Needless to say Russia isn't a nation of thugs who ruthlessly shoot down passenger planes. Needless to say there is another Russia - more than one in fact. But the diversity of Russia has been banished into internal and external exile. As long as the illusion holds, the millions of potato farmers, mathematics teachers, bank cashiers or publishing editors can achieve just as little politically as those who, like me, have left Russia. Only one voice is now heard in Russia. It is the voice of the collective Putin which leaves you speechless.

...The postmodern concept of plurality of truth is being riddled with bullets in Ukraine. Putin is imposing a return to reality. Realpolitik is being displaced by the real, by the old-fashioned adventure of naming things. The luxury of relative truths and devalued values is gone. In Russia the lies have triumphed once again, and once again only simple, black-and-white language does justice to this drama. Solzhenitsyn wrote it thus: "Violence can only be concealed by a lie, and the lie can only be maintained by violence".

Thursday, December 3, 2015

Lucia Airport Donetsk


I've just watched Airport Donetsk, the short documentary film above. It's basically interviews with Russian separatists (Russian military) and with surviving Ukrainian armed forces who battled each other at the airport, with the Russians ultimately winning.

There are some gruesome scenes of injured and/or dead bodies, and one particularly awful scene of Russian soldiers forcing captured Ukrainian soldiers to eat their Ukrainian flags cut off their uniforms. One can only imagine what happened next to those soldiers.

I'm left feeling quite numb after watching it.

Wednesday, October 14, 2015

Lucia MH-17 Report and attempts to cover up the cause of the crash



It's finally out, the Dutch investigation into the MH-17 passenger plane crash in Ukraine last year, the crash that many believe was a deliberate targeting of the flight by pro-Russian rebels.  Not that they believed they were aiming for a plane full of civilians when they fired, but that they thought the plane was a Ukrainian military plane of the type they had shot down before.  It was only when the debris came to earth that they realised their terrible error.

Anyway, the Dutch report does not conclusively say who and why, but only what, in that it was a Russian-made surface to air missile, a BUK, that took down the plane and killed everyone on board, fired from rebel controlled territory in Ukraine.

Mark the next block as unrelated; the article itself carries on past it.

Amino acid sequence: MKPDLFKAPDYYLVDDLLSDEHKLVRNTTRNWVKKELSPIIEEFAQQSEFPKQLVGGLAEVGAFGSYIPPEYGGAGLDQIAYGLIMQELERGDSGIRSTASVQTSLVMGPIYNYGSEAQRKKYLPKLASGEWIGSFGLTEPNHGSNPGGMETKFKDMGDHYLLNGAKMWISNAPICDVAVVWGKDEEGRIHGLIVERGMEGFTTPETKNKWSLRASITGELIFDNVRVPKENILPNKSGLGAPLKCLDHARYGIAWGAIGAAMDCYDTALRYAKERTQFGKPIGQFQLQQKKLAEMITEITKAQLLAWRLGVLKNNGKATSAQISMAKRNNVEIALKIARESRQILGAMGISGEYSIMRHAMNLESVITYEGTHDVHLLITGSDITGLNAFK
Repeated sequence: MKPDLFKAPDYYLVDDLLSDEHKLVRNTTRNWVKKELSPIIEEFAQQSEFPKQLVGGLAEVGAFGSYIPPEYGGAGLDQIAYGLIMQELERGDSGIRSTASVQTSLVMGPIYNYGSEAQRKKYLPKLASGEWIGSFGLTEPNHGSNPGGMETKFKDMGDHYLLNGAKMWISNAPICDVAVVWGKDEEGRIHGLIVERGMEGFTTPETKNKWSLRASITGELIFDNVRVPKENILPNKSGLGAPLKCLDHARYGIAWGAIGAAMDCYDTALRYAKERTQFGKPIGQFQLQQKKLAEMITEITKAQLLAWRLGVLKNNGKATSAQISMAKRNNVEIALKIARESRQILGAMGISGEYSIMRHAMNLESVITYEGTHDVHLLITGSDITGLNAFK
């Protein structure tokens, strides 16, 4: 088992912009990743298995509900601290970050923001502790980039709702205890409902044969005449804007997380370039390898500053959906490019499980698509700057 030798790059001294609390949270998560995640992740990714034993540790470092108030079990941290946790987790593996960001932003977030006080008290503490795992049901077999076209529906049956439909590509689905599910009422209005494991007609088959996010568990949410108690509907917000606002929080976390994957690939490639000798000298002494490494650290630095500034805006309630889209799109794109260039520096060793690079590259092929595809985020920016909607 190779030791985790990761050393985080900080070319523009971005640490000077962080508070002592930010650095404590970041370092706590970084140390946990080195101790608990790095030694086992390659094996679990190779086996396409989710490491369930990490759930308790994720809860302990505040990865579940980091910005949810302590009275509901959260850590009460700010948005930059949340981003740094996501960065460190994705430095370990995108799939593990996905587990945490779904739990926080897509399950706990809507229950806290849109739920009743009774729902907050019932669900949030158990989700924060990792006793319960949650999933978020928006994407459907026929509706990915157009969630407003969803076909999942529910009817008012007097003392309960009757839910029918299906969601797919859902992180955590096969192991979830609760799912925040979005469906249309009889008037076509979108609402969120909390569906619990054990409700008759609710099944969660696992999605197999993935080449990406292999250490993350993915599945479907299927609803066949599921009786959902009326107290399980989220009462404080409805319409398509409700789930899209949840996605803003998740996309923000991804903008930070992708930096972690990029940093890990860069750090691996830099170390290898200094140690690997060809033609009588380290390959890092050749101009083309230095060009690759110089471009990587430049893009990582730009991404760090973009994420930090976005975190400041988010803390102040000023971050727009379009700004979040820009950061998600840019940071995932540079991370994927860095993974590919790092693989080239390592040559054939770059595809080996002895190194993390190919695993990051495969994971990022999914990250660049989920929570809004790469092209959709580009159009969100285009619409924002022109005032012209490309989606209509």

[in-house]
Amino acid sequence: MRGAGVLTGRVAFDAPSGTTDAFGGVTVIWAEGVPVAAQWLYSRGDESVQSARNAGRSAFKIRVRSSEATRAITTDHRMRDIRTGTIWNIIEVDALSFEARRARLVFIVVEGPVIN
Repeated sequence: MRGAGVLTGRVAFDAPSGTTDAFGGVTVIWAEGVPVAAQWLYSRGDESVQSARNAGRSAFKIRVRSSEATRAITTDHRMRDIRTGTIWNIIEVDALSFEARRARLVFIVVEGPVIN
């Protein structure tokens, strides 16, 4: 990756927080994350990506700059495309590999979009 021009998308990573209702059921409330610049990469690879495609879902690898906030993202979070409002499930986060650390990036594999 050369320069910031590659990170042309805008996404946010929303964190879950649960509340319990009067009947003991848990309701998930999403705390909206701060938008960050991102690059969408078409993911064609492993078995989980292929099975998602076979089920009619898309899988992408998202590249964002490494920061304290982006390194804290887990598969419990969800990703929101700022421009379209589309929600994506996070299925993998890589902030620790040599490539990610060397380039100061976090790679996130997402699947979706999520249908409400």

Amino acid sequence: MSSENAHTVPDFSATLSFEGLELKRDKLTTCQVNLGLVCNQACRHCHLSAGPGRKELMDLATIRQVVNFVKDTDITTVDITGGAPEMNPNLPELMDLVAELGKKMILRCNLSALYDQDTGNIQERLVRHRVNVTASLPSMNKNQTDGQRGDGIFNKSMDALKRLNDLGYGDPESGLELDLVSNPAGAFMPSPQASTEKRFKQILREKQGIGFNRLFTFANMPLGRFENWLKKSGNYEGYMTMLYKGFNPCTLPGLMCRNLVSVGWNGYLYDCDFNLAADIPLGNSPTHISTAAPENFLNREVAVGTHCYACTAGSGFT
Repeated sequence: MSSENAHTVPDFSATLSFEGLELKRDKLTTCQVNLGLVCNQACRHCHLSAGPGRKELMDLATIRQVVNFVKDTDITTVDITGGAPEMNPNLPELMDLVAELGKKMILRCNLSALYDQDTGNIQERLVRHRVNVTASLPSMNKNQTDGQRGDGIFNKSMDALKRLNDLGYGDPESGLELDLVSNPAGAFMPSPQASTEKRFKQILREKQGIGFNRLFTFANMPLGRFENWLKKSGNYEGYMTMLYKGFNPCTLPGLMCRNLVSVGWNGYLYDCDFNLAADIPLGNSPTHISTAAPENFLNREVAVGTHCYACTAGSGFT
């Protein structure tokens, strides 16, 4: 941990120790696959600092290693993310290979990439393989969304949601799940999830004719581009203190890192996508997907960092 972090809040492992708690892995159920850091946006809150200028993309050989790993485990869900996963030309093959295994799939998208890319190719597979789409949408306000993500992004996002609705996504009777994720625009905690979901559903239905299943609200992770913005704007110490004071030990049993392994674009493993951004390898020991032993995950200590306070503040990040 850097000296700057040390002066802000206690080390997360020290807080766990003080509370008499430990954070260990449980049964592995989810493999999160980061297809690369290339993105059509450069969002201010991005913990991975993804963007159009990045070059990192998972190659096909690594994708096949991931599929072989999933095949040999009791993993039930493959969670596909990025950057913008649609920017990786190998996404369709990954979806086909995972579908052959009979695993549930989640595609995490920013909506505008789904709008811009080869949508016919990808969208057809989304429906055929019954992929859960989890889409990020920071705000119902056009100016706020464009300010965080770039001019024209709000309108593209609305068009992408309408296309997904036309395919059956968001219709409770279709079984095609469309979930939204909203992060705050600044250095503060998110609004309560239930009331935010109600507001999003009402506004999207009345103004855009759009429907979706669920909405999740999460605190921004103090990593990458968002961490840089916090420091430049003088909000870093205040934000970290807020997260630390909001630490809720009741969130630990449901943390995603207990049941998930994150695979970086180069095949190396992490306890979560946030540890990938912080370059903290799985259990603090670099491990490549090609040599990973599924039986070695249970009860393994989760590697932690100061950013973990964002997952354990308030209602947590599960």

What's even more interesting is how persons unknown made efforts to cover up causes of disaster:

The report by the Dutch safety board said that more than 120 objects, “mostly metal fragments”, were found in the body of the first officer, who had sustained “multiple fractures”. When Dutch experts identified the captain’s body they found it had already “undergone an external and internal examination to remove foreign objects”.

Despite apparent attempts to remove shrapnel, “hundreds of metal objects were found”, the report said, as well as bone fractures and other injuries.

Among the fragments of missile shrapnel examined, two were in the shape of a bow tie, which the Dutch board found to be characteristic of a particular type of Buk missile warhead. However, the Russian manufacturer had earlier denied that any such fragments were found, and insisted an older Buk model was used, one that was no longer in service in the Russian armed forces.

However (from Dutch Report: MH17 Downed By Buk Surface-To-Air Missile):

Nick de Larrinaga, Europe Editor for IHS Jane’s Defence Weekly, noted that Russia has put forth differing claims, including а Russian Defense Ministry claim that Ukrainian Su-25 jet shot down the plane.

He also dismissed Russian assertions about the 9M38 or 9M38M1 missiles, saying evidence showed both were in service and in Russian military stockpiles as of July 2014.

In other words, the both new and older type of BUK was still in service as of July 2014, when MH-17 was shot down.

When it comes down to it, with all the various theories and denials put forth by Russia, we should take the following into account:

"It is worth remembering that Russia has a long history of disinformation over its involvement in Ukraine, initially the country denied its troops had invaded Crimea -- something Russia now acknowledges was the case," Larrinaga said.​

Indeed. See also, How Dutch Investigators Rebuffed Russia’s Alternative MH17 Theories

Sunday, September 13, 2015

Fletch The New Zealand Flag, Choice, and the Illusion of Free Will